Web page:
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Overbought Stocks

Overbought Stocks

5.10k followers0 symbols Watchlist by Yahoo Finance

Follow this list to discover and track stocks that have been overbought as indicated by the RSI momentum indicator within the last week. A stock is overbought when the RSI is above 70. This list is generated daily, ranked based on market cap and limited to the top 30 stocks that meet the criteria.

Curated by Yahoo Finance

Follow this list to discover and track stocks that have been overbought as indicated by the RSI momentum indicator within the last week. A stock is overbought when the RSI is above 70. This list is generated daily, ranked based on market cap and limited to the top 30 stocks that meet the criteria.

Background

Yahoo Finance employs sophisticated algorithms to monitor and detect trends in the Global Financial Markets. We bring these insights to you in the form of watchlists.

Find other winning investment ideas with the Yahoo Finance Screener.

How are these weighted?

The stocks in this watchlist are weighted equally.

Performance

WatchlistChange Today1 Month Return1 Year ReturnTotal Return
Overbought Stocks----
^GSPC+0.06%+6.32%+14.82%+3503.53%

0 Symbols

SymbolCompany NameLast PriceChange% ChangeMarket TimeVolumeAvg Vol (3 month)Market Cap
  • ‘Live at the Ryman’ Series Looks to Marry PPV Livestreams With Limited Live Attendees, Citing ‘History in the Making’
    Variety

    ‘Live at the Ryman’ Series Looks to Marry PPV Livestreams With Limited Live Attendees, Citing ‘History in the Making’

    Are concert-starved music fans ready to pony up for livestream subscription series involving different artists every week? And is it time for established music venues to start experimenting with letting very small and spaced-out audiences back in their doors? These may seem like two separate questions. But they're not when it comes to the storied […]

  • Trump Orders Extended Jobless Benefits, Payroll Tax Deferral
    Bloomberg

    Trump Orders Extended Jobless Benefits, Payroll Tax Deferral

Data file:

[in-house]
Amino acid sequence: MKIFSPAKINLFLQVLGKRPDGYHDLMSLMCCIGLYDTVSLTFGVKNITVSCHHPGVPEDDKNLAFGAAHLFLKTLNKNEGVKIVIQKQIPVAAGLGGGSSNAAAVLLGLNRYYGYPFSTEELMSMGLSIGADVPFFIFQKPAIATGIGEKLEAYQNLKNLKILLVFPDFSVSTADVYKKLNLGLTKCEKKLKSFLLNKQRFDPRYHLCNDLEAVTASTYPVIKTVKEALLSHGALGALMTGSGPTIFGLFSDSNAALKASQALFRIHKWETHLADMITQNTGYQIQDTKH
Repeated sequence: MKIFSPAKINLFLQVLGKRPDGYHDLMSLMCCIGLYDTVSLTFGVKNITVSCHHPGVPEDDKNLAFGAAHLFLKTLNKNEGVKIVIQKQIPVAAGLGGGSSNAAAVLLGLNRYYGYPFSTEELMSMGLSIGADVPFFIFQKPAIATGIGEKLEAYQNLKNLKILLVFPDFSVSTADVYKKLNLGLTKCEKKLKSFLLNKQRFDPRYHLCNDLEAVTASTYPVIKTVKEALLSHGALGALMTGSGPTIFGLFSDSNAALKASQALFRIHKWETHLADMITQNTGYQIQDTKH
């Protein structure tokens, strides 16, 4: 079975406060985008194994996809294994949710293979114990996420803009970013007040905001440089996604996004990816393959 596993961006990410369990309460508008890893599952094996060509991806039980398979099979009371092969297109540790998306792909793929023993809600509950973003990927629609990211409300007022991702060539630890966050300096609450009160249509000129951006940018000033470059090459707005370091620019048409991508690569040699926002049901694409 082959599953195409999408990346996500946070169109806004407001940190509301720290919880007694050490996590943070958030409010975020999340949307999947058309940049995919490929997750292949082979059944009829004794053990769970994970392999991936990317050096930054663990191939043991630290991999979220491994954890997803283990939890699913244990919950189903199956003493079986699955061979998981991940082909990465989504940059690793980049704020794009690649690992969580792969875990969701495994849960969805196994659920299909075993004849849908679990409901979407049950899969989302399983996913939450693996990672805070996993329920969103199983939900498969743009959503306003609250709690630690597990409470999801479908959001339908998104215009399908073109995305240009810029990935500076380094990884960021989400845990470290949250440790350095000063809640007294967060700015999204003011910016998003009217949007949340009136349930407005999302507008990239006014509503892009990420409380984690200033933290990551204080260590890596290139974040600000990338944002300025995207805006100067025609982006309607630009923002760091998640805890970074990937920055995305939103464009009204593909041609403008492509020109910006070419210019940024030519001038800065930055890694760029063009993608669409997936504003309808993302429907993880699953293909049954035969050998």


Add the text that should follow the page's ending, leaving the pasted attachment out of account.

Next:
(Bloomberg) -- President Donald Trump announced four executive actions on Saturday, including continued expanded unemployment benefits and a temporary payroll tax deferral for some workers, as the coronavirus pandemic continues to hobble the U.S. economy.Trump also ordered continued eviction protection and student-loan relief. The moves could jeopardize negotiations with congressional Democrats over an additional coronavirus relief package, with the two sides trillions of dollars apart on key issues, including aid to state governments and the amount of supplementary unemployment benefits. The president, though, said he’d continue to negotiate with Democrats -- who said Saturday’s measures “provide little real help to families.” Trump’s “meager” policy announcements were “unworkable, weak and narrow,” and by pushing off payroll taxes for some, “endanger seniors’ Social Security and Medicare,” House Speaker Nancy Pelosi and Senate Democratic Leader Chuck Schumer said in a joint statement.“What Democrats primarily want is bailout money -- has nothing to do with” the coronavirus, Trump said during a news conference at his golf club in Bedminster, New Jersey. “We’re not willing to do that.”Tax DeferralsTrump said his action authorizes the U.S. Treasury to allow companies to defer payroll taxes for Americans making less than $100,000 a year from Sept. 1 through Dec. 31. He said if he’s re-elected in November, he may extend the deferral and terminate the tax for some workers.”This fake tax cut would also be a big shock to workers who thought they were getting a tax cut when it was only a delay,” Senator Ron Wyden, the ranking Democrat on the Senate Finance Committee, said in a statement. “These workers would be hit with much bigger payments down the road.”The president said another order would provide $400 a week in jobless benefits -- down from $600 weekly that had been provided through last week, authorized by a Congressional stimulus bill in March -- and that states would be responsible for covering 25% of the cost.To act on his own, the president is relying on an expansive and controversial reading of executive power that likely will face legal challenges. Trump’s advisers say executive action could pressure Democrats to reduce their demands and allow him to argue to voters that he’s looking out for their well-being amid congressional inaction.Alienating DemocratsBut the gambit risks alienating Democratic lawmakers and decreasing the odds for a deal that both sides say is necessary to help the economy recover from a pandemic that’s decimated industries and left nearly 160,000 Americans dead so far.Democrats criticized the president when he threatened the move during negotiations, saying the administration would be better off returning to the bargaining table. White House Chief of Staff Mark Meadows and Treasury Secretary Steven Mnuchin had been meeting throughout the week with Schumer and Pelosi to try to craft a deal, without success.Of the $3.7 trillion Congress has authorized for the coronavirus response, there is still $1.5 trillion yet to be spent or committed, according to an analysis from the Committee for a Responsible Federal Budget. The White House, though, has limited authority to redirect the unused money without Congress’s approval.Because the president can’t cut taxes on his own, Trump is simply delaying the due date for the payroll tax, which is paid jointly by employers and employees. The administration hopes employers will stop withholding the money from Americans’ paychecks, with voters in turn pressuring Congress to eventually pass legislation forgiving the accumulated amount.Employer UncertaintyBut employers may decide simply to do nothing in the face of uncertainty, fearing that if Congress fails to act, they could be stuck trying to claw back money from their employees to settle their obligations to the Internal Revenue Service.The president’s effort to unilaterally extend additional unemployment benefits to Americans after a $600 enhanced weekly benefit expired at the end of July may also face logistical challenges.Renewing the payments has been a key sticking point in negotiations on Capitol Hill. Democrats favored extending the $600 weekly amount through January or beyond, while Republicans sought a reduction, saying that the benefit was so generous that Americans were choosing not to return to work.The administration says that about $81 billion has yet to be spent and could be provided to unemployed Americans, though some states have already committed their funds for health care, distance learning and housing assistance. And even if states do use the money for an expanded unemployment benefit, it’s unlikely to match the previous $600.Eviction MoratoriumSome 10.2% of Americans are unemployed, a government report showed Friday. That’s just above the peak following the 2008 financial crisis, but a marked decline from almost 15% at the height of the pandemic.The president’s eviction moratorium expands the congressionally approved version that expired in July.Trump directed the Department of Housing and Urban Development to extend protection for renters in federally backed housing, mirroring the previous stimulus legislation that shielded around a third of the nation’s renters. Those who live in buildings with federally backed mortgages or loans would be shielded from eviction proceedings.Around one in five American renters -- between 19 million and 23 million people -- are at risk of eviction by the end of September, according to an analysis by the Aspen Institute.Unlike the payroll tax cut, Democrats have said they would support the president acting unilaterally to suspend evictions. But Pelosi said the government would eventually need to give either landlords or renters money to settle accumulating late rent payments.Democrats are also unlikely to object to the president’s bid to extend emergency relief for Americans with student loans.Earlier this year, Trump moved to stop the accrual of additional interest on federal student loan payments. Congress later moved to allow borrowers to skip payments due to the coronavirus, meaning some could effectively put their loans on hold, interest free.Those benefits are set to expire on Sept. 30.(Updates with Pelosi, Schumer comments from third paragraph.)For more articles like this, please visit us at bloomberg.comSubscribe now to stay ahead with the most trusted business news source.©2020 Bloomberg L.P.